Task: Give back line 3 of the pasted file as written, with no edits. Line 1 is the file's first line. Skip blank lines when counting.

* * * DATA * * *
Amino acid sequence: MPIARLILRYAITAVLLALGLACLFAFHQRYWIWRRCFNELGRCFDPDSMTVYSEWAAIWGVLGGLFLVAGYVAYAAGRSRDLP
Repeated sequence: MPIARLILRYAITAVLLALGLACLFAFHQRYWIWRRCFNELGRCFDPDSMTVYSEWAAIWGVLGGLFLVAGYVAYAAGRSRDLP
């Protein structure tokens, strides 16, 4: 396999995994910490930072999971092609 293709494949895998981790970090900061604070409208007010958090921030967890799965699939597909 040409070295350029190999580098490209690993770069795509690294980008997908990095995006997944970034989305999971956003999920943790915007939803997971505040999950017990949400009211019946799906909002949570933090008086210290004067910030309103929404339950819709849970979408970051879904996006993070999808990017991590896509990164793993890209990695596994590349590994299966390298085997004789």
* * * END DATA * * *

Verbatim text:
């Protein structure tokens, strides 16, 4: 396999995994910490930072999971092609 293709494949895998981790970090900061604070409208007010958090921030967890799965699939597909 040409070295350029190999580098490209690993770069795509690294980008997908990095995006997944970034989305999971956003999920943790915007939803997971505040999950017990949400009211019946799906909002949570933090008086210290004067910030309103929404339950819709849970979408970051879904996006993070999808990017991590896509990164793993890209990695596994590349590994299966390298085997004789």